Art by Elizabeth Brummer
Ethical fashion is a buzzword in pop culture progressivism, but how much do people really know about sustainable ethics in the industry? It has become easier for companies to greenwash — convey a false impression of environmentalism — their products in order to maintain a sustainable and ethical appearance.
This current generation of college students appears to have a keen eye for authenticity and forces companies to be transparent. Yet, if students look no further than the greenwashed surface level, the ethical component of factory workers’ rights can remain obsolete.
The 2013 Dhaka garment factory collapse in Bangladesh is a prime example of how the capitalist demand for profit destroyed the lives of hundreds.
The factory illegally constructed the top floors that led to its collapse, injuring and killing over 2,000 workers. Its collapse drew attention to the unsafe working conditions and inhumane wages.
In her book “Just Water,” Christiana Zenner writes, “Capitalist systems of social, economic, and political power rely on the ongoing oppression of an underclass.” This idea of capitalism is highlighted in the oppressive working conditions of the fashion industry.
This, of course, is not to say that all sustainable fashion companies solely produce environmental clothing but disregard their employees.
Companies like Everlane have goals of transparency and ethical factory work. They go above and beyond claims of sustainable fashion and prioritize the lives of those creating their clothing through fair wages, personal relationships and positive working environments.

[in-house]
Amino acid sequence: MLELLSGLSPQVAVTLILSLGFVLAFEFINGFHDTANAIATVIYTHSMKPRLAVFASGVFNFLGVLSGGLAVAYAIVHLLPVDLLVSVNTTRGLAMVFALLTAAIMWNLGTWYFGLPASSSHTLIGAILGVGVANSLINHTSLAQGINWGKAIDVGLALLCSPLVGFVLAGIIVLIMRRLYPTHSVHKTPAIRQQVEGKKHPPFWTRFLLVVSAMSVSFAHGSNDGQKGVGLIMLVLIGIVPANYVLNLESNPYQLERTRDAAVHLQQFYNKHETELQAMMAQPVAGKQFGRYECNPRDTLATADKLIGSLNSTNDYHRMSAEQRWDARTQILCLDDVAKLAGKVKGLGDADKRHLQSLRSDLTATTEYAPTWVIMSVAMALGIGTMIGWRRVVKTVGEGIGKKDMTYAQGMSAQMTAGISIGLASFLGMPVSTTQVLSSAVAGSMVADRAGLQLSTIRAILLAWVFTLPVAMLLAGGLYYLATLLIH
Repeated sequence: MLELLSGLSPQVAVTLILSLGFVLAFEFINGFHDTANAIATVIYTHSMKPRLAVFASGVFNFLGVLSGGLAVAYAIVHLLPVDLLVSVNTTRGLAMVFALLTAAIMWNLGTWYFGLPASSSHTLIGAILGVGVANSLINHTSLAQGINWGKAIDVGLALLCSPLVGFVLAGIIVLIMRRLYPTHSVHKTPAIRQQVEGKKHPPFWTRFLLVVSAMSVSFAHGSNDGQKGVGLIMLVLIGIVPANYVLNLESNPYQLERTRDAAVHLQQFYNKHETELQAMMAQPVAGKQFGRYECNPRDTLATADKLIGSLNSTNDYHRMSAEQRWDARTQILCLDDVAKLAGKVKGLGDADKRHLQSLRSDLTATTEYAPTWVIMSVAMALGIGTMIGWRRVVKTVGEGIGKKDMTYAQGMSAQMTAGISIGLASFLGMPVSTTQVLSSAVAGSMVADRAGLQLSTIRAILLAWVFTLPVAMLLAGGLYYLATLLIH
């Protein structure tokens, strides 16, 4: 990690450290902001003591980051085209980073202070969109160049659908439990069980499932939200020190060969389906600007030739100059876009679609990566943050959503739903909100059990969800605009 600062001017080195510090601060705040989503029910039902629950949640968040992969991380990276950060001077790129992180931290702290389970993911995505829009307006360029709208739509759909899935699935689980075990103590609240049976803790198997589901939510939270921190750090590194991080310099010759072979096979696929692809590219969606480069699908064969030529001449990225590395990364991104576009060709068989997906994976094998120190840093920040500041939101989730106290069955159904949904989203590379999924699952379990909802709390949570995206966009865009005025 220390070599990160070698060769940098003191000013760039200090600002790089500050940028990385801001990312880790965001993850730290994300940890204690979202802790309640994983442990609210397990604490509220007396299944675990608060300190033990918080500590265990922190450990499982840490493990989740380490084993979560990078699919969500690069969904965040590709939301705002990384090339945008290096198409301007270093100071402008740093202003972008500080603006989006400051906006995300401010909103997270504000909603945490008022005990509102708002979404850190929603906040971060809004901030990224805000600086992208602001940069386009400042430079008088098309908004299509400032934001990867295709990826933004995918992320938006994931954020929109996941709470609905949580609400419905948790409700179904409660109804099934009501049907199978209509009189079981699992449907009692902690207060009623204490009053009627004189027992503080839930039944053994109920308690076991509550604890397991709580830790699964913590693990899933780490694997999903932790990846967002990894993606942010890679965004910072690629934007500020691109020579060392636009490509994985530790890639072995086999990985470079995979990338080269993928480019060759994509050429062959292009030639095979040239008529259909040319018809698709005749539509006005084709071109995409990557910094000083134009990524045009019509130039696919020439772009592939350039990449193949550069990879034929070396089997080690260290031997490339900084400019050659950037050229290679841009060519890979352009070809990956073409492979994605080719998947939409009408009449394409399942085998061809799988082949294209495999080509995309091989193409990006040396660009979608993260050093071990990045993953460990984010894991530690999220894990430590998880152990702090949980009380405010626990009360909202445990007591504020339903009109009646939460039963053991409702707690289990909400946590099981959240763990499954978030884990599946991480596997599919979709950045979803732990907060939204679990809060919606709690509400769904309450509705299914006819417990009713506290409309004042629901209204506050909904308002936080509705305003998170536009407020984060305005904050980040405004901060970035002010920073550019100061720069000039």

It can feel overwhelming to think for too long about the ethics that go into the clothes that students wear daily. But there are ways to practice greater awareness of the companies they support.
A common critique of sustainable and ethical fashion is that it is unaffordable for students. Luckily, Pepperdine students live close to Los Angeles, where there are numerous locations to buy second-hand clothing.
Purchasing second-hand clothing keeps old clothing out of landfills and allows new owners to honor those who created the clothes by extending their use-cycle. These clothing items are often much cheaper than buying something new and are unique additions to anyone’s closet.
Companies are also beginning to recognize the value in creating quality pieces that last longer versus cheap pieces that wear out quickly. Students can be mindful of buying less clothing of greater quality to promote sustainable fashion habits.
While the ethics behind the fashion industry seem like an issue that students can do nothing about, demanding transparency is essential for creating better working conditions.
As consumers, people have the power to prioritize ethics over capitalism. If people do not want to consume unethical products, companies have no choice but to be honest about their factory conditions and make them better.
The hands that work to create the clothes people wear every day deserve to be honored and treated humanely. It is time for students to challenge the status quo of the capitalist fashion industry and protect the rights of factory workers.
It is essential to weigh the cost and convenience of fast fashion clothing. In her article in the Graphic, Jessica Ragsdale writes more in-depth about the ethics of fast fashion and labor laws.
Begin by asking questions about the companies people are investing in, and see what can be done better and more ethically.
Email Lexi Scanlon: firstname.lastname@example.org